Saturday, November 24, 2012

From Couch to 5 K

One Woman's Story.....

Former AVC Writing Center Tutor Abbey Fitting has been an occasional guest writer for this blog. This weekend, she joined 700-800 other brave souls for a Thanksgiving-morning "Turkey Trot." For her, this was proof that she could set a goal and stick to it: loosing weight, gaining fitness, and mastering weather, entropy, and days she had to stay late at work. After her dedicated training was over, it was here. Cold and clear, the big day had arrived.

This was the first formal, organized run in her life. She decided fairly recently to follow the "couch to 5 k" training plan. She arrived at the YMCA that morning proud to have been issued her number.

Other folks were glad to be there too, like these two dogs, re-enacting the play, movie, and tv series franchise, The Odd Couple.

"I think I am in love...."

And after the usual messages and lost children and the national anthem, the runners were off. Meanwhile, some of us had to stay behind and keep the home fires burning. This adorable little girl below I think is saying, "Run faster, Mommy ---- I'm cold!"

The great support volunteers at the YMCA were out on the course helping direct traffic, while others cut up oranges and got the finish line cones lined up. Seeing all of these earnest, slender, well-intentioned people working so hard and selflessly early on a frosty Thanksiving morning made me want to give thanks for the enduring presence of the human spirit. They also made me secretly desire a cheeseburger and a cigarette.

I know that in the modern big marathons, runners can opt to have little tags wired into their shoelaces, and those near and dear to them can follow their progress online.

Here in the Antelope Valley, we're not quite so sophisticated. You lick a finger and test the tail wind, take the occasional look at the cell phone to see what time it is, and make an educated guess when your runner is likely to show up at the finish line. In Abbey's case, encouraged by the crowd and after having trained, ate, and slept sensibly all week, she and her iPod rounded the final bend and came shooting up towards the finish line to clock her best run ever.

WOW, she says --- I did it! And then of course one must take care of necessities. What comes next, directly after a run? Kissing a spouse? Looking for the kids? Going over to the stretching station? No, of course not. What has to happen next is to get a posting up on Facebook......

Others dug around in the pile of oranges, saying (as I did), aren't there any cheeseburgers under here?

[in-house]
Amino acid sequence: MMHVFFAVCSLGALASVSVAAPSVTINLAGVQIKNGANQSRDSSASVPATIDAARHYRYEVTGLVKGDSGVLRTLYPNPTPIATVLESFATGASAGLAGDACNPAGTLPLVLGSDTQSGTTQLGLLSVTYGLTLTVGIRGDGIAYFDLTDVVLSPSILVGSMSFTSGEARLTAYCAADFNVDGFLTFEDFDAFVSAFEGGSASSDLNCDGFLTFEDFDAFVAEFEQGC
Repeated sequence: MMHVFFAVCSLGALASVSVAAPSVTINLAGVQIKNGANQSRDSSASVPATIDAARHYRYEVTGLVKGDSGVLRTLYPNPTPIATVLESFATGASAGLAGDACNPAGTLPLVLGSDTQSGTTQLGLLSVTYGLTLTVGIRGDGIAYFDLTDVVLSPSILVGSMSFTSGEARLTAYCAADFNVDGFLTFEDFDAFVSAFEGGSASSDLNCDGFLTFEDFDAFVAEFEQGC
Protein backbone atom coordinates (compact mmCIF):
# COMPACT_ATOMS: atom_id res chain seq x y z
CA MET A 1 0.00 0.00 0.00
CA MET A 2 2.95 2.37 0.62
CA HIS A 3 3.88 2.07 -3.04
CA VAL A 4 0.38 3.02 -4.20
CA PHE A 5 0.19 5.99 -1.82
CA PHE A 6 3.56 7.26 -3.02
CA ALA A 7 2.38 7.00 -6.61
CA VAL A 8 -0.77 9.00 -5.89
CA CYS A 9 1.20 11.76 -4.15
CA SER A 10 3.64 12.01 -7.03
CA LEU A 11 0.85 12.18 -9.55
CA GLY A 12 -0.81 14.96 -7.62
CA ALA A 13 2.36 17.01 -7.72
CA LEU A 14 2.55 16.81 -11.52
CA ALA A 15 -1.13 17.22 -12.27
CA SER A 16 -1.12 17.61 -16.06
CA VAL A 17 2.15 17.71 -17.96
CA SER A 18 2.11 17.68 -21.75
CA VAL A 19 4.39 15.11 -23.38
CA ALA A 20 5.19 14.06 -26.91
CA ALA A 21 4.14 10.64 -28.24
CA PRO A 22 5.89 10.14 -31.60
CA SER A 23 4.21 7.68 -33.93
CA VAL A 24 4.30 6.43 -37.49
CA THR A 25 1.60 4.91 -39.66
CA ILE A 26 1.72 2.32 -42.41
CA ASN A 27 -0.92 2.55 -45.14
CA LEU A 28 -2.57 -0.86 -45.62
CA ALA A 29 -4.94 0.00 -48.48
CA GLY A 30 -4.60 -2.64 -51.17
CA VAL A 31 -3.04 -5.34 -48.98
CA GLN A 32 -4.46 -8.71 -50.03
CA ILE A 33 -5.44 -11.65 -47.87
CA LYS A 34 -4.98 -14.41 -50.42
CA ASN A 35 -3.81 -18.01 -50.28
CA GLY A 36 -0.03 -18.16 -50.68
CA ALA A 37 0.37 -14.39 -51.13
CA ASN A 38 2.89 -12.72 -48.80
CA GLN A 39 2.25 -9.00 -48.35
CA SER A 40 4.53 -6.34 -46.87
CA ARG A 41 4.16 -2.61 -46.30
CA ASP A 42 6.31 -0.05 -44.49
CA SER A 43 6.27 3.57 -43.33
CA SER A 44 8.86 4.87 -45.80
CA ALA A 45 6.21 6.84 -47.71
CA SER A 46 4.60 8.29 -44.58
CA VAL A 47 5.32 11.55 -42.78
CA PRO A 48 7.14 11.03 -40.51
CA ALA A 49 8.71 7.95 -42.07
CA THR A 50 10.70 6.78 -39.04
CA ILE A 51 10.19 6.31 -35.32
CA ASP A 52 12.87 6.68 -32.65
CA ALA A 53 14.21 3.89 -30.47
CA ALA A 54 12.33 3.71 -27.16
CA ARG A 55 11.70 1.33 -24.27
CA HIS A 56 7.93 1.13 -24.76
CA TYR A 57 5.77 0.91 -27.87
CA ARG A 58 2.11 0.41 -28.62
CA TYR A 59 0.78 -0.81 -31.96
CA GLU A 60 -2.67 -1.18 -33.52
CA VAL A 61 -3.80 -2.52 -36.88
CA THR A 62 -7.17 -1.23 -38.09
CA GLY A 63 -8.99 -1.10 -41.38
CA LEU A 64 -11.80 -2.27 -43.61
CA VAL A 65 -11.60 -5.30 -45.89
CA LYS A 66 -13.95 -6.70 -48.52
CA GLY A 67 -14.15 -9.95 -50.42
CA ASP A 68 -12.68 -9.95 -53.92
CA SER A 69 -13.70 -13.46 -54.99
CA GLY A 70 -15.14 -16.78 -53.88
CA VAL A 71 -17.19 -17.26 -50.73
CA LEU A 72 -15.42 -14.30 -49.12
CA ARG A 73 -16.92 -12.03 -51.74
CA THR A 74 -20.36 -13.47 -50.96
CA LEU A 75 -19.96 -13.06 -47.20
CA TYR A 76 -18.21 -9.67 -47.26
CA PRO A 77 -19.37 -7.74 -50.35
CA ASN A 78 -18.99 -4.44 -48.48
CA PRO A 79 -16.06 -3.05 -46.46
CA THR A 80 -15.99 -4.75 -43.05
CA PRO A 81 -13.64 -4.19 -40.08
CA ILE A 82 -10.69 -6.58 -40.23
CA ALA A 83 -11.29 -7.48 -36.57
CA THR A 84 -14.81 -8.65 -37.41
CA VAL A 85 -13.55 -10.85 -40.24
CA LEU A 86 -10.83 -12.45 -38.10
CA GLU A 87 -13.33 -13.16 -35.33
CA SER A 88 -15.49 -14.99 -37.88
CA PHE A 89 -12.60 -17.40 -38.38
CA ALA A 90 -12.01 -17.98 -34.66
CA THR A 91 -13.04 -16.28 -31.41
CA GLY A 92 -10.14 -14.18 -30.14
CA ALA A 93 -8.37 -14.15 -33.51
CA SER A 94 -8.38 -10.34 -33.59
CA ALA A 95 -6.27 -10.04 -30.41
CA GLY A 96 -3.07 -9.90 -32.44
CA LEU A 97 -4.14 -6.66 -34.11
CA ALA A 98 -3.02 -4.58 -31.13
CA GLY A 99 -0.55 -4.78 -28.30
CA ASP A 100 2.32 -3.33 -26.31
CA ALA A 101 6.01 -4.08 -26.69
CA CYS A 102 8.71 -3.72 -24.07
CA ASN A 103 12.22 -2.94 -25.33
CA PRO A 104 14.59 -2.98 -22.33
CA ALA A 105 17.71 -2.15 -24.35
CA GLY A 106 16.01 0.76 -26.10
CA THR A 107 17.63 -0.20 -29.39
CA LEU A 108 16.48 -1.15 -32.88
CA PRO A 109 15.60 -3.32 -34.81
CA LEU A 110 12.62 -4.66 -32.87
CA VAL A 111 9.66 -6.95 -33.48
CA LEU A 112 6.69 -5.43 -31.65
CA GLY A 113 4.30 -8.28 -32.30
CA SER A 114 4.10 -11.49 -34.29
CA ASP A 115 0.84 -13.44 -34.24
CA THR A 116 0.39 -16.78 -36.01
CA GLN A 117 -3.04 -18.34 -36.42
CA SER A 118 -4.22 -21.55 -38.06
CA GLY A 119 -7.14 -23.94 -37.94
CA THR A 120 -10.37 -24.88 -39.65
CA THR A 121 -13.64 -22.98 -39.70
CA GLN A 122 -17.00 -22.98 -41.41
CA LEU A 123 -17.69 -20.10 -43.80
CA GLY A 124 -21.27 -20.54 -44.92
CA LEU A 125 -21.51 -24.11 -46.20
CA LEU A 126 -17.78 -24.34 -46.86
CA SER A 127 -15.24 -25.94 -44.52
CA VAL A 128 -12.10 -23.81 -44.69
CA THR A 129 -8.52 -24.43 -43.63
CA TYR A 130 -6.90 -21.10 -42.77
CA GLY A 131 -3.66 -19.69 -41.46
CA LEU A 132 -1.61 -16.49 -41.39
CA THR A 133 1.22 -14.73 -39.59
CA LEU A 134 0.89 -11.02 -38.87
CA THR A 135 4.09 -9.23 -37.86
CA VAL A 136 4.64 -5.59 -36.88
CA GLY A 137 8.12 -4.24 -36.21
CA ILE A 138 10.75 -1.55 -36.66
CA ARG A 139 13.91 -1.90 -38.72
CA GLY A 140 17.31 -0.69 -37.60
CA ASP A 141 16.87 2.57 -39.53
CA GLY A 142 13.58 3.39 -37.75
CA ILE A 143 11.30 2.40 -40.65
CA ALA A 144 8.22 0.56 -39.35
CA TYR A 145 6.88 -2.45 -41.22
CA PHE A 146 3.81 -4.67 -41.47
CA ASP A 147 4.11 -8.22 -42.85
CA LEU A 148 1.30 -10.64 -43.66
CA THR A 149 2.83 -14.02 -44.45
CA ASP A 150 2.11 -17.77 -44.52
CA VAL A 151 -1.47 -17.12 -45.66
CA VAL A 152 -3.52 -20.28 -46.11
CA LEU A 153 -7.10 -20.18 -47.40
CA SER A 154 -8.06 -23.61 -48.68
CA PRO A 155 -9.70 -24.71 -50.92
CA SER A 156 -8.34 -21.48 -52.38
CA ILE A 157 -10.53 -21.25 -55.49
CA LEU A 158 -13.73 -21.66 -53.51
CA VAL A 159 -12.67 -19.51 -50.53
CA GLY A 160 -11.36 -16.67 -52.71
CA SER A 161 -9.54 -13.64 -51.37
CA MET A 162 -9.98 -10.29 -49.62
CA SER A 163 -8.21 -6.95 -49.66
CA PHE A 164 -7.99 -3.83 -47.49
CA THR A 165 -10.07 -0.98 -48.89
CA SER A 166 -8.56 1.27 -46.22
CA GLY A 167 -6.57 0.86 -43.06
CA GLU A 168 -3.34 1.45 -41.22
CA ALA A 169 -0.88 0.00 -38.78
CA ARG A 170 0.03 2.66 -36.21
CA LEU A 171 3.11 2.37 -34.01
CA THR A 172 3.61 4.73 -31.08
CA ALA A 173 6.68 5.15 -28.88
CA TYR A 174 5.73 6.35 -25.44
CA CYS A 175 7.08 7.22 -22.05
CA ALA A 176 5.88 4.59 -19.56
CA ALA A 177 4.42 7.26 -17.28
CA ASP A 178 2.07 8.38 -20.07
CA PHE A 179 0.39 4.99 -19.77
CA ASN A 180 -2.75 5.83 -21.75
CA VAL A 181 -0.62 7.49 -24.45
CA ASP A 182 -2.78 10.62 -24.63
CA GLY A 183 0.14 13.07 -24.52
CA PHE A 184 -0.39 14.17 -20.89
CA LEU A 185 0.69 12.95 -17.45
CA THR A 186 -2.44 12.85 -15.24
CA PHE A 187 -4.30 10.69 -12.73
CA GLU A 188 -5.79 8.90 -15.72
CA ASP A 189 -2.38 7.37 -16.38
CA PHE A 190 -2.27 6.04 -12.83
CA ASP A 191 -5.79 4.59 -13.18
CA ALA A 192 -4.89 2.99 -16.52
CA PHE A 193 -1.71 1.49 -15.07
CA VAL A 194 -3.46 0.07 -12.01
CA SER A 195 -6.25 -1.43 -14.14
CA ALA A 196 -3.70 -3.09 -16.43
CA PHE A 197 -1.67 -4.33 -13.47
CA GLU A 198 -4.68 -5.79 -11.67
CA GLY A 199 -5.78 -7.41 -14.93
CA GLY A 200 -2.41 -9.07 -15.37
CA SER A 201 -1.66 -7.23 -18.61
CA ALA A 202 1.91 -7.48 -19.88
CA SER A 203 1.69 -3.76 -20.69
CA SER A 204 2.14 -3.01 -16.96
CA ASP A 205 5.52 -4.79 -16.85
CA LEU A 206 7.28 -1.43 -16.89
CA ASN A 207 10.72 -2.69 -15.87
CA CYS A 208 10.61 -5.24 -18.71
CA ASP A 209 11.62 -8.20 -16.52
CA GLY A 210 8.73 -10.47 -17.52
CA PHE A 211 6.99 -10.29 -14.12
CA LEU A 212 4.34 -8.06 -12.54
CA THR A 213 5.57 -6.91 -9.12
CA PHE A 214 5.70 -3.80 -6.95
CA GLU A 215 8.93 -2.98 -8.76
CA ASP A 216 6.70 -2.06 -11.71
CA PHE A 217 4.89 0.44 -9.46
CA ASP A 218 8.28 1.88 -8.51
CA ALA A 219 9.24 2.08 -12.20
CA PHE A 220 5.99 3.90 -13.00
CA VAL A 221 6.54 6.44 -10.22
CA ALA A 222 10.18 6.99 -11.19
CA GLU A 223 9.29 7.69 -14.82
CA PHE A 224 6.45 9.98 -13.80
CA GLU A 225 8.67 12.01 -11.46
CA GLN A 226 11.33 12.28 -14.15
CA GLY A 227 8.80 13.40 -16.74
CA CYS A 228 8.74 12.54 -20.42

Here are her thoughts on the process, in her own words.

"When I decided it was time to lose some weight and gain a little fitness (it's really embarrassing when climbing the stairs in your own house leaves you winded!), I didn't make enough money to afford a gym membership, so I decided to find an alternative. Over beers and burgers a friend of mine mentioned that he'd done this Couch to 5K thing, which takes you from couch layabout to 5K in nine weeks. It sounded really easy (in the first week you start by walking for 5 minutes, then jog for 60 seconds, then walk for 90 seconds, alternating the 60/90 for 20 minutes and then walk for five: piece of cake, right?).  

Plus, since I already owned a pair of old jogging shoes and an iPod, it would cost me nothing but time. So, I downloaded one of the free C25K aps from iTunes, and got on the program. 3 days a week, wind, rain, or (as was more often the case) scorching heat, I went out and did my time. When I finished up the C25K program, I decided to keep it up, getting out and running 3 days a week. The result was a really good (for me) 5K on Thanksgiving day.

As advertised, running has had a lot of benefits. I have amazing energy these days, I sleep like a baby (I'm prone to bad bouts of insomnia), I lost weight, and I got an excellent (farmers) tan from all that time in the sun, but the best thing has actually been the satisfaction of knowing I could set a goal for myself and see it through even when there wasn't anyone hounding me to get it done."

The AVC blog is curated by Language Arts Instructor Charles Hood, who can be reached at It does not represent the views of the AVC District, the Board of Trustees, the YMCA of the Antelope Valley, or members of the Cheeseburger Chamber of Commerce.

No comments:

Post a Comment